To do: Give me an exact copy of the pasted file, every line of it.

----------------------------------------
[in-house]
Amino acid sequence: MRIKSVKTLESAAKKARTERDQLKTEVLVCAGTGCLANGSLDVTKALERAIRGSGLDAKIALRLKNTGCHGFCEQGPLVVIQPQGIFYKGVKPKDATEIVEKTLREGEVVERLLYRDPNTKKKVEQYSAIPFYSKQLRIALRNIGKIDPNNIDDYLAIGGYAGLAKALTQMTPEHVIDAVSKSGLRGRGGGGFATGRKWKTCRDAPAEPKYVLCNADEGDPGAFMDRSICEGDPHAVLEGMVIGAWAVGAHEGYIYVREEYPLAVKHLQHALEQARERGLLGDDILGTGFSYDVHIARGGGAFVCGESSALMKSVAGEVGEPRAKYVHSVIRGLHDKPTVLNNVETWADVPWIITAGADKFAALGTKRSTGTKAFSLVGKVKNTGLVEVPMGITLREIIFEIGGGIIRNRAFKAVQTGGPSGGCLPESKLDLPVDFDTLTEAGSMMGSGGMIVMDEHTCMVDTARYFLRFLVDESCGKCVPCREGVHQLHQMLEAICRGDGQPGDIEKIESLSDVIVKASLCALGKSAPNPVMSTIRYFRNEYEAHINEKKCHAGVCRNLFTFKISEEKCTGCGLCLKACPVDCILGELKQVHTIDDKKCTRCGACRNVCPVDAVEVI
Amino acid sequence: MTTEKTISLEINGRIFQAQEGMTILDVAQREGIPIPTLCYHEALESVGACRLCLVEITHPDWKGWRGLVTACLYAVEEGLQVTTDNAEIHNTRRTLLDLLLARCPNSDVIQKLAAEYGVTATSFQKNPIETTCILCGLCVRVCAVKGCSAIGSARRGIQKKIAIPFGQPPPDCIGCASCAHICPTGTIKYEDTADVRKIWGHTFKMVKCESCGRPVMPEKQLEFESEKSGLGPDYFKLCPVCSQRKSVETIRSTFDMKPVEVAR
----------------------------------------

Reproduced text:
[in-house]
Amino acid sequence: MRIKSVKTLESAAKKARTERDQLKTEVLVCAGTGCLANGSLDVTKALERAIRGSGLDAKIALRLKNTGCHGFCEQGPLVVIQPQGIFYKGVKPKDATEIVEKTLREGEVVERLLYRDPNTKKKVEQYSAIPFYSKQLRIALRNIGKIDPNNIDDYLAIGGYAGLAKALTQMTPEHVIDAVSKSGLRGRGGGGFATGRKWKTCRDAPAEPKYVLCNADEGDPGAFMDRSICEGDPHAVLEGMVIGAWAVGAHEGYIYVREEYPLAVKHLQHALEQARERGLLGDDILGTGFSYDVHIARGGGAFVCGESSALMKSVAGEVGEPRAKYVHSVIRGLHDKPTVLNNVETWADVPWIITAGADKFAALGTKRSTGTKAFSLVGKVKNTGLVEVPMGITLREIIFEIGGGIIRNRAFKAVQTGGPSGGCLPESKLDLPVDFDTLTEAGSMMGSGGMIVMDEHTCMVDTARYFLRFLVDESCGKCVPCREGVHQLHQMLEAICRGDGQPGDIEKIESLSDVIVKASLCALGKSAPNPVMSTIRYFRNEYEAHINEKKCHAGVCRNLFTFKISEEKCTGCGLCLKACPVDCILGELKQVHTIDDKKCTRCGACRNVCPVDAVEVI
Amino acid sequence: MTTEKTISLEINGRIFQAQEGMTILDVAQREGIPIPTLCYHEALESVGACRLCLVEITHPDWKGWRGLVTACLYAVEEGLQVTTDNAEIHNTRRTLLDLLLARCPNSDVIQKLAAEYGVTATSFQKNPIETTCILCGLCVRVCAVKGCSAIGSARRGIQKKIAIPFGQPPPDCIGCASCAHICPTGTIKYEDTADVRKIWGHTFKMVKCESCGRPVMPEKQLEFESEKSGLGPDYFKLCPVCSQRKSVETIRSTFDMKPVEVAR